It’s that time of the month again -no, not the one when your boyfriend makes stupid sexist remarks about this being that time of the month again- the time of the month when my devoted readership gets to discover the Thanksgiving In [Insert Month Here]™. It’s October and I figure I should post it on Halloween day, just to confuse everyone.
Anyway, after La Maison du Pain, my Distinguished Literary Correspondent and Mariah C. I’ve decided to devote this month’s installment to my very old friend, Alexis V. Alexis is French, and like all French people named Alexis, he is male, so if you wonder why I refer to him as« he » all the time, for once it is not the result of a flagrant oversight of copy-editing (but don’t worry, all the other typos are, as usual).
Alexis and I met years ago while attending school, in a venerable institution that at the time offered the only contemporary art history classes in France, and was also home to a Museum Studies graduate program which we duly attended together, after finishing the undergraduate thingy.
Now my memories of these early years are very murky, and I don’t recall much of it. I think at the time Alexis and I didn’t really hang out together, and when we met it was probably with loads of other people. I was also attending another school in addition to our common one, and I think so did Alexis, which meant both of us skipped lots of classes and were in the same classroom only for the huge amphitheater lectures.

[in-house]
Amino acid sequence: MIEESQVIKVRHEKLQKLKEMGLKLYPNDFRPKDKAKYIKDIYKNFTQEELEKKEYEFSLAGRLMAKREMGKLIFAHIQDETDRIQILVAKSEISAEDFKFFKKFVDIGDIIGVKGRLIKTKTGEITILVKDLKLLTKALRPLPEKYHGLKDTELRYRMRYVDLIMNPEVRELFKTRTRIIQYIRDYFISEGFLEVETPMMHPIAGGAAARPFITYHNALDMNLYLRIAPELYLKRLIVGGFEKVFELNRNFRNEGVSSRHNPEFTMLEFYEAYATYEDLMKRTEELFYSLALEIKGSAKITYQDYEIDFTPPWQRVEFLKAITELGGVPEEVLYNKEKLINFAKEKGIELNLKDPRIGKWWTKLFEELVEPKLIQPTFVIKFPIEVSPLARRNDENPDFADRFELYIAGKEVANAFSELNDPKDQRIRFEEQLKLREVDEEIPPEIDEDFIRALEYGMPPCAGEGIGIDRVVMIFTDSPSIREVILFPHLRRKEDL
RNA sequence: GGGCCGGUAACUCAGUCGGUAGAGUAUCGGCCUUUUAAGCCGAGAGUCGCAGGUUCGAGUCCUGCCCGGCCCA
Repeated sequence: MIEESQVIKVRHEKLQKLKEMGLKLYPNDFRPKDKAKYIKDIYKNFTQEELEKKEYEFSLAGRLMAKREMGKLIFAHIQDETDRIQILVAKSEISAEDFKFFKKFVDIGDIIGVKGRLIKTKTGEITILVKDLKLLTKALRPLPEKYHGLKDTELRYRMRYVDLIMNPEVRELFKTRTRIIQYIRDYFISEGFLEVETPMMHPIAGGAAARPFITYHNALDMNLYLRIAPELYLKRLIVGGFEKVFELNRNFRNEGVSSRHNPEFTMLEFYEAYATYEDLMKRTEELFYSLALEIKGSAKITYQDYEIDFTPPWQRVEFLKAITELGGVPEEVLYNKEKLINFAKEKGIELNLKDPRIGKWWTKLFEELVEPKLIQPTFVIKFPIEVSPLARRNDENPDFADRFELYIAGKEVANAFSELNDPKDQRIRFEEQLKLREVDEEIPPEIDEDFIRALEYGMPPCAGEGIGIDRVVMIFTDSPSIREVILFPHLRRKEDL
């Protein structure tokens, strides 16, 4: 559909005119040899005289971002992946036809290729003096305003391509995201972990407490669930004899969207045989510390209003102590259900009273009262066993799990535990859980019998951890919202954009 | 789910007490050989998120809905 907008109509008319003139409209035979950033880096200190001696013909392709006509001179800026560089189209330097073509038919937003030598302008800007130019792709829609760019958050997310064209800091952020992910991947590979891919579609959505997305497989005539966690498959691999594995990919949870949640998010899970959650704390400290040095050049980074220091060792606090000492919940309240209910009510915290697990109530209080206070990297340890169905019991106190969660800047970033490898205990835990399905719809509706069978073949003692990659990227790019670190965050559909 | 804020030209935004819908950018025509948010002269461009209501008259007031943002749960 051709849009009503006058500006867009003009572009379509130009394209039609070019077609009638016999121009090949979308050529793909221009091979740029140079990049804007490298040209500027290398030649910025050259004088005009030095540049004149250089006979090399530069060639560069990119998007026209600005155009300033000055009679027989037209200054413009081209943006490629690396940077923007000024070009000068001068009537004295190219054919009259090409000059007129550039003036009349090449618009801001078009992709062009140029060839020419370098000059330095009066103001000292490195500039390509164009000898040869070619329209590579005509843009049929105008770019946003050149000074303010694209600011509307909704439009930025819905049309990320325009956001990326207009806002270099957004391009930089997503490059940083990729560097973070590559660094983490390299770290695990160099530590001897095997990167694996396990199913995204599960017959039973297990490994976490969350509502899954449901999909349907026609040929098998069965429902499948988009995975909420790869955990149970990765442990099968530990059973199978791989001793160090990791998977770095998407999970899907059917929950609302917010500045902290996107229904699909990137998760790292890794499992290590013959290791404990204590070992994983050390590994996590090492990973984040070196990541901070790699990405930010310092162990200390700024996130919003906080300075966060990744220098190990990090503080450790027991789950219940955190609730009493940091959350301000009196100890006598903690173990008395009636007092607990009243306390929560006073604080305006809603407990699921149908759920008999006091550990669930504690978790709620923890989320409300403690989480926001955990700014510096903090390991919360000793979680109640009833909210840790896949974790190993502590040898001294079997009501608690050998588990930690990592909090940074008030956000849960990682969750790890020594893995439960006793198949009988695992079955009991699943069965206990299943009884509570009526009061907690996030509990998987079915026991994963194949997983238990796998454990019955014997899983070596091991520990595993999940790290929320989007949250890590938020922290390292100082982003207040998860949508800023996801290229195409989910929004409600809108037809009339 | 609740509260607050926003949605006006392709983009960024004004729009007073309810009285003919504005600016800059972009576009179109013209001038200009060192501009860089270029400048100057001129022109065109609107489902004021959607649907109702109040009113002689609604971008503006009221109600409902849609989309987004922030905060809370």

So I didn’t really know Alexis, except I was vaguely aware both of us chose the same artist for our respective Master theses, and we were fairly critical of our program when we occasionally met at parties. In Museum Studies, you see, there’s no talk about the art itself but only about the way you handle it, and it was geared more towards archeological artifacts than contemporary art.
We were both well aware of Robert Smithson’s appropriation of Nabokov’s quote: “the future is the obsolete in reverse”, but considering contemporary art as future archeology was a meager consolation during our excruciatingly boring classes: “a great museum, it’s a cafeteria, a few restrooms, plenty of audioguides, not too much sitting or the crowds become too dense. It’s better to show only reproductions so the art doesn’t degrade, and keep the original in climate-controlled storage”.
Class outings were spent looking at wall labels, lighting implements, particle accelerators, how to make sure the blind people/vision-impaired were not forgotten when putting together visual displays (I kid you not) and other essential topics.